December 2, 2014

Raided In Volume!

  

Spify title, I know – but we’re not talking police raids by the dozens here. I’m discussing how to get the most out of a RAID. Its an age old debate, should you go with a RAID1 or perhaps a RAID5 or RAID6? What are the benefits? Well all this depends on exactly what you’re trying to acheive with the RAID setup. The pertinent questions one has to answer is:

1) Do you want more space?
2) Do you want redundancy?
3) Do you want to protect your data from drive faulure?
4) Do you mind your write speeds not being as fast as they should be off a single drive?

Points (2) and (3) more or less tie into the same thing though the experienced crowd may be crying foul on point (3) “RAID is not a backup!”. And yes, it is NOT a backup, but it allows the less critical some sembelence of one.

To start the ball rolling, lets look at the RAID levels that are commonly in play.

RAID LEVEL DESCRIPTION BENEFITS DRAWBACKS
0 Stripping of data across multiple disks Good Performance No Redundancy
1 Duplicating data over equivalently sized disks Good read/write performance with redundancy Expensive – need twice the required space
5 Data written in blocks across all drives, single parity block Good read performance for small, random I/O requests, has redundancy Write performance and read performance for large, sequential I/O request is poor, failure of more than one disk simultaneously will render all data lost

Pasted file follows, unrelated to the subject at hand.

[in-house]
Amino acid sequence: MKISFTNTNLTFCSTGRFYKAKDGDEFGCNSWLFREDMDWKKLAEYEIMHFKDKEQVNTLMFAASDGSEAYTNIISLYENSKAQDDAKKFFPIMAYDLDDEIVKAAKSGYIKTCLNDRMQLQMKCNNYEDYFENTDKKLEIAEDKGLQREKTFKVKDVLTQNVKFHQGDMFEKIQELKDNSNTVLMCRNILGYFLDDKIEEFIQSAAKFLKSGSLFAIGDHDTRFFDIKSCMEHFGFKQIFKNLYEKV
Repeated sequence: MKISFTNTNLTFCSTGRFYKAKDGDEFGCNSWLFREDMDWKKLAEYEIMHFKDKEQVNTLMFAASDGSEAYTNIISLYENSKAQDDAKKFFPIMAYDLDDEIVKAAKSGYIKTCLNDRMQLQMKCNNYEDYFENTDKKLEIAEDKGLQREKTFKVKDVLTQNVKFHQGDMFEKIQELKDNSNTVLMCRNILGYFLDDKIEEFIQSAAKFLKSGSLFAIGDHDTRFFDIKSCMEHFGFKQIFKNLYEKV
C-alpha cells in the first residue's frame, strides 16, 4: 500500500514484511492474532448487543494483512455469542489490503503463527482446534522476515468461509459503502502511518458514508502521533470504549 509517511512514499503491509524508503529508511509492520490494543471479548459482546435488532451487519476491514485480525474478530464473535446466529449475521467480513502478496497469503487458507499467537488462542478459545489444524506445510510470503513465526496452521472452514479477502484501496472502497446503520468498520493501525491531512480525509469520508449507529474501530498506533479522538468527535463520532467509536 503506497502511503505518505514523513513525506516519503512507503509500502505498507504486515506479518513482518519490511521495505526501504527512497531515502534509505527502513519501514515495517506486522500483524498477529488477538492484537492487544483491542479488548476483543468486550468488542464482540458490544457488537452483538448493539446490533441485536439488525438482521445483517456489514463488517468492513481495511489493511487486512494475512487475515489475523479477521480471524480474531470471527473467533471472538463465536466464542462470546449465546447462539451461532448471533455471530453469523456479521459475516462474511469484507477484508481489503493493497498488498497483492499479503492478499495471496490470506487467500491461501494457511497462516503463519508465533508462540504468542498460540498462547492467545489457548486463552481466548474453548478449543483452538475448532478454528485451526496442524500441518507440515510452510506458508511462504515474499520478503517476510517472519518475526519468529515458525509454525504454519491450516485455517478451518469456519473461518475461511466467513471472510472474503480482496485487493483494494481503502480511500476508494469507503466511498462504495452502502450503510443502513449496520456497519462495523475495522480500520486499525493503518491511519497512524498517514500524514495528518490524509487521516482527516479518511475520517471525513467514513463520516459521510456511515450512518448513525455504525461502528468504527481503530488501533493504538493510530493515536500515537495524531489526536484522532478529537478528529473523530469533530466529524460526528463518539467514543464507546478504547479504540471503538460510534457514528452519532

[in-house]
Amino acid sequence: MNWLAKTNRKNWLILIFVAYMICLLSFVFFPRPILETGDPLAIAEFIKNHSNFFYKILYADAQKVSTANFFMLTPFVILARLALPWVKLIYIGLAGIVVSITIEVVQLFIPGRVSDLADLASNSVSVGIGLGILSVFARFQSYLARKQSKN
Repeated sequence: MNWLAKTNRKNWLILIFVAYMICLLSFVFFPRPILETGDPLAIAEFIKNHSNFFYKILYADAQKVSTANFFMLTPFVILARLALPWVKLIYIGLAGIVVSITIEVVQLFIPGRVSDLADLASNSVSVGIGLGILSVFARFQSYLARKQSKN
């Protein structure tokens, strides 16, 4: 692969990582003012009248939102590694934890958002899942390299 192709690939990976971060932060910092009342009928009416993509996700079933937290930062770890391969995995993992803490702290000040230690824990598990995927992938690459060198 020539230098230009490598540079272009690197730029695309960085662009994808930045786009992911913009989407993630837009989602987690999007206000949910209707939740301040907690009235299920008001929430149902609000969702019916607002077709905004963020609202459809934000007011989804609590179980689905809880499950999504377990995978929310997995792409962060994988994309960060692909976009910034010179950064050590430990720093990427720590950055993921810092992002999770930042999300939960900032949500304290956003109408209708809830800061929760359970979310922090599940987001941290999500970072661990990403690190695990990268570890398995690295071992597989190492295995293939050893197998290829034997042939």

6 Data written in blocks across all drives, dual parity block Good read performance for small, random I/O requests, has redundancy Write performance and read performance for large, sequential I/O request is poor, failure of more than two disks simultaneously will render all data lost

If you want more detailed info, check this link out.

Most home users would go for RAID 0, RAID1 or combo RAID10. RAID0 maximizes the capacity so thats an obvious reason, but why choose RAID1, even though it reduces your capacity by 50% immediately? Well lets face it, as home users, one wouldn’t spend a bomb on a Synology or QNAP 4 to 8 bay RAID enclosure that costs easily over $1000 without any disks (or even $600 for a WD EX4 4 bay system). No, home users would simply get a 2 bay model which conveniently brings your choices down to only RAID0 or RAID1. If you’re a capacity freak, you’ll want all your disks striped together and if you are worried about backups, then sacrificing 50% of the total capacity isn’t anything you’d be worried about. The folks with more money to burn would get a 4 bay system and stripe 2 disks together to get a larger space then mirror it to another 2 disks, forming your RAID 10.